Washington (CNN) - Democratic California Congresswoman Jane Harman said Tuesday the cost of a special election, forced by her resignation from Congress, will likely be "minimal." But despite her call to fill her seat as "quickly as possible," her abrupt resignation will likely result in her constituents being unrepresented for months.
Harman announced she would resign her seat in Congress in order to accept an appointment as the head of the Woodrow Wilson International Center beginning on February 28 at a news conference on Tuesday. She was sworn in to her ninth term representing the 36th district of California last month.
In an interview to be aired on CNN's "John King, USA," at 7 p.m. E.T. Tuesday, Harman revealed the possibility that the special election to fill her seat may be folded into a ballot already planned for this summer, leaving the seat unfilled for a minimum of several months. When Rep. Hilda Solis was nominated by President Obama to become labor secretary in 2009, a special election held to fill her seat cost about $1.5 million, according to the Los Angeles Country registrar.
Harman told Chief National Correspondent John King that California Gov. Jerry Brown has "some real latitude" to plan the special election and acknowledged the severe budget woes faced by the state.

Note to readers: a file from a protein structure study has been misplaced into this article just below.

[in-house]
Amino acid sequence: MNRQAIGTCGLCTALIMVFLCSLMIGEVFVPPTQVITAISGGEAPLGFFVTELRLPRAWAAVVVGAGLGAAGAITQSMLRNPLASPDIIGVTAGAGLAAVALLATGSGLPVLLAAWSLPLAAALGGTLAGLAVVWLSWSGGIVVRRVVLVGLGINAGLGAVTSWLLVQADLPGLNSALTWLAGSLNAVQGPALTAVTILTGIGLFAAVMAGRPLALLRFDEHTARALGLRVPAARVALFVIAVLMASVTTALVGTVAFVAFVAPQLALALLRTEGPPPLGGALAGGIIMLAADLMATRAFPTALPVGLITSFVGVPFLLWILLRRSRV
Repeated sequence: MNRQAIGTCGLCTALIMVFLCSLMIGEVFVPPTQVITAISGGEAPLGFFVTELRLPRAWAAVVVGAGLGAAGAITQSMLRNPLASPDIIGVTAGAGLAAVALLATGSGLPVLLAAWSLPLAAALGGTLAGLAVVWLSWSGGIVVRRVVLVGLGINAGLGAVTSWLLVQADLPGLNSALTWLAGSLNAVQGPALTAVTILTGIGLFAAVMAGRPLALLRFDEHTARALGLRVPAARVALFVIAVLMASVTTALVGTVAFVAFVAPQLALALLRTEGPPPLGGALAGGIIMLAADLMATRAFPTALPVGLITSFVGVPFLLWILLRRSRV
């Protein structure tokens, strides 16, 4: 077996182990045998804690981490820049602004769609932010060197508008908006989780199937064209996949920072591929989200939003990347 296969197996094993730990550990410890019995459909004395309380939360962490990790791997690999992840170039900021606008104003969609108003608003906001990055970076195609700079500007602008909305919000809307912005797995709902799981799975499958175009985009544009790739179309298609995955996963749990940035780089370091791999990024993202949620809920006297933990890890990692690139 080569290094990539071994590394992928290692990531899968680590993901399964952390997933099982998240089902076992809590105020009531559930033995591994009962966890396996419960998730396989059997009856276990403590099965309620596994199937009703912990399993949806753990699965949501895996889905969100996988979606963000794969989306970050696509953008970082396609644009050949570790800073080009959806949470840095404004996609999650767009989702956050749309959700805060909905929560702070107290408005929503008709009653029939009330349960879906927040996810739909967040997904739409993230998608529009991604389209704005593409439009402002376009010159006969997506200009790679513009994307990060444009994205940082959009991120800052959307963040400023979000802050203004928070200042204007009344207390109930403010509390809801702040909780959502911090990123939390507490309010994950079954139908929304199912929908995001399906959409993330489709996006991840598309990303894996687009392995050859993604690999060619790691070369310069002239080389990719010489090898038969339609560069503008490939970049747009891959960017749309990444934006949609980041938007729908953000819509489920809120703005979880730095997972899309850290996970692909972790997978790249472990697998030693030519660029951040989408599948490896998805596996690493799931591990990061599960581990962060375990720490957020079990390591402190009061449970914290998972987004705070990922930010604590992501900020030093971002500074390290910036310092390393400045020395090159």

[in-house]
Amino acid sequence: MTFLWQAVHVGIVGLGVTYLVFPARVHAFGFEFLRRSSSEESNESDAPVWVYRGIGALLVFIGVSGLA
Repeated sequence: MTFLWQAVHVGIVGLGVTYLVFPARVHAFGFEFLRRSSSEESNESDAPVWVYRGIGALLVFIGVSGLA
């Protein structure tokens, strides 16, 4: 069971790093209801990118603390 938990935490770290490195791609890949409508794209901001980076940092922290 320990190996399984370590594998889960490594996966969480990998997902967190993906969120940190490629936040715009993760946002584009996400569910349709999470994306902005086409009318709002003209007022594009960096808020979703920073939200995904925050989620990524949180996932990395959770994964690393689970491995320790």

"He is planning, so I understand, to hold a special election this summer on extending some tax provisions for the state, which is in dire straits, and this election could be part of that ballot. That would save a lot of money…if there is an outright winner in the race that is on the same ballot as Governor Brown's tax issue then the race is over," she said.
Expressing hopes that the process will be as quick and painless as possible, Harman continued, " The seat will be filled, and I think the cost to taxpayers will be minimal. I hope that is what happens, I think the seat needs to be filled as quickly as possible."
Harman won re-election last fall after what she called a "a very big victory." In the interview, Harman said her 37th district residents were not far from her mind when weighing the decision to join the Woodrow Wilson Center.
"I hesitated quite a bit because of my commitment to my constituents, to my excellent staff and to my colleagues here. But I ultimately decided that after 17 years in Congress, and these years are like dog years…having done my best both in majority and minority circumstances, that a new challenge is something I couldn't refuse," she said.